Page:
Male standing at a grill with a girlThink back to the summer you finally decided to get an outdoor grill. You started researching the different options — charcoal, gas and propane, pellet — and weighed which would be right for your grilling needs. You entered search terms into Google. You read up on the latest technologies. You even crowdsourced by asking your Facebook friends for recommendations. And then you took those recommendations into consideration with the reviews you found online. Ultimately you went with the grill your friend Mark swears by. After all, Mark is the guy frying up baby back ribs in the dead of winter — he even makes his own rub. It’s not that the online recommendations weren’t helpful; they led you in the direction you were looking for. But you know Mark, you trust him, you’ve eaten the food he’s made on the grill, and you know he has your best interests in mind.

There’s another reason you went with Mark’s recommendation: He isn’t being paid for it.

Want to grow your sales? Grow your advocates.

Mark is an expert. He’s also an advocate. A powerful advocate. How do you ensure experts like Mark are telling your story, and recommending your products to their friends?

  1. Target them. You can’t inform Mark’s product recommendations (beyond traditional advertising) without first developing a relationship. How do you identify people like Mark? Start with the obvious, like retail sales associates and category professionals. It turns out Mark moonlights at his brother’s specialty retailer store on the weekends, and if you begin to build a relationship with Mark and others like him, your ability to influence recommendations just increased at least 4 times according to this research study.
  2. Make them feel special. Anyone who claims they don’t want to be wooed in one way or another is probably lying. A recent survey found that experts (category professionals and retail sales associates) care very little about financial compensation. They like knowing that their advice and recommendations helped someone else. In other words, while many of them work because making money is important, many of them work in their field because they love helping others. Pay them back not with financial rewards, but with cool experiences, extra rewards, and access to discounted products.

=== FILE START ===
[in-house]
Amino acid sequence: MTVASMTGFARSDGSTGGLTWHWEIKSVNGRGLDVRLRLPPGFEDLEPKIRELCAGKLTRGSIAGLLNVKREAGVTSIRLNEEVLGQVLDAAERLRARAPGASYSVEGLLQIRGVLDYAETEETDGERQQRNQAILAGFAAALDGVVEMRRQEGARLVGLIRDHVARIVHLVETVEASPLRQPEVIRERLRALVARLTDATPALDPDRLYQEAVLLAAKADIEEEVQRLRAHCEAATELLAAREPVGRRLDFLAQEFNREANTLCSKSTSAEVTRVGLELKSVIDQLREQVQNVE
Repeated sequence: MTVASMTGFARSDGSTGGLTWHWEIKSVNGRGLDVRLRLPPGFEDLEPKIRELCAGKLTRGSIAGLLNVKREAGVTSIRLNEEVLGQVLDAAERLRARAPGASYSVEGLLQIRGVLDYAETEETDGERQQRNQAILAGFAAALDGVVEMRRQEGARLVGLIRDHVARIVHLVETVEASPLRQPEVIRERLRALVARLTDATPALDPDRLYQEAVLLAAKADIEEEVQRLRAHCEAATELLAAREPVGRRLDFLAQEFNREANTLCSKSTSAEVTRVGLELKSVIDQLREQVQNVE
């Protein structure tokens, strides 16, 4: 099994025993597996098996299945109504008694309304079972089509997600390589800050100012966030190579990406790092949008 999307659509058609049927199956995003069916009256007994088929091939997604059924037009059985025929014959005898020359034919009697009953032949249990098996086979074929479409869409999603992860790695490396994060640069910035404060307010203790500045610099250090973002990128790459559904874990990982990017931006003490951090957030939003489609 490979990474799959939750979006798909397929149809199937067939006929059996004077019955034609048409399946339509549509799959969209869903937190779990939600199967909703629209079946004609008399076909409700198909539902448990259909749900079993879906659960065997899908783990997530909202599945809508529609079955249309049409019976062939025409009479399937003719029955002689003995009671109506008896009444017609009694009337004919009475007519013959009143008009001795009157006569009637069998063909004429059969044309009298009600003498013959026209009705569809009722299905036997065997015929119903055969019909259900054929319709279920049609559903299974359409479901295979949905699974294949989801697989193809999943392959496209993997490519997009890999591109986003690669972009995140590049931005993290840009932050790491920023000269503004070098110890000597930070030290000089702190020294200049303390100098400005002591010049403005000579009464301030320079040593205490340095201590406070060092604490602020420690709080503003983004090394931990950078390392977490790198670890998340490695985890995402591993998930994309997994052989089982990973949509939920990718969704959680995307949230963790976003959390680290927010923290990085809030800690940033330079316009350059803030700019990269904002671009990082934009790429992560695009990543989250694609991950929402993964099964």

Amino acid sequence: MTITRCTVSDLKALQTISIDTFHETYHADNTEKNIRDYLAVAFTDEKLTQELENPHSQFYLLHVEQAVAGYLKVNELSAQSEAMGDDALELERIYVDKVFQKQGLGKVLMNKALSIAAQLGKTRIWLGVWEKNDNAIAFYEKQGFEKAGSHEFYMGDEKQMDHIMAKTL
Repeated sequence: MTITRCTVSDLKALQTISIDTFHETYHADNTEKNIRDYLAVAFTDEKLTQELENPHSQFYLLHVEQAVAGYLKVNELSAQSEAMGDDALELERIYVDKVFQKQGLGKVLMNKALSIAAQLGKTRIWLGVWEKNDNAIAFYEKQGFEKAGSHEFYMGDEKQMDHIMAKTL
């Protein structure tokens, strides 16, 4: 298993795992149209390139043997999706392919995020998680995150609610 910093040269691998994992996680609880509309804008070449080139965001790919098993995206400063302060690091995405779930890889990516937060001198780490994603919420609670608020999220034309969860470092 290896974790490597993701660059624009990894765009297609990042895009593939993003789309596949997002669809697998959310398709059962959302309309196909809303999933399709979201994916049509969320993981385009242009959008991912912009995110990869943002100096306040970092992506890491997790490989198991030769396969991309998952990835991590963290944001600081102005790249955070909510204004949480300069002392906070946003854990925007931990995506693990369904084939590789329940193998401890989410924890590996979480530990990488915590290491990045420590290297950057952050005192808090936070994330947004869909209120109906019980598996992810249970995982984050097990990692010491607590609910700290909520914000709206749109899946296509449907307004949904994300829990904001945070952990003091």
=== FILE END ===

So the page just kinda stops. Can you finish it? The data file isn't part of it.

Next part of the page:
3.  Keep them engaged. Experts like Mark aren’t just run-of-the-mill consumers, they want to dig deeper. Give them the innovation and technological information that nobody else has. Educate them on exactly what makes your new product line better than others on the market. Provide them with ways to learn about your brand, from values to history to product offerings. When armed with this kind of information, their recommendations grow significantly in frequency and quality. In fact, if they work in a retail environment, they’re going to see a 9.5% increase in their sales 
  4. When it comes to service, be extra. “We aren’t worried about giving good service,” said no brand ever. And yet few brands treat their recommenders with that extra oomph that leads to serious loyalty. What does that mean in the context of advocates? If you have a product seeding program, accept returns. Have a dedicated person to help nurture those advocate relationships. Open up the curtain a little and give your top tier advocates a peek into what happens behind-the-scenes. The old adage is true: it can take just minutes to destroy a lifelong relationship, and while every experience matters, your advocates are especially important. Treat them as such.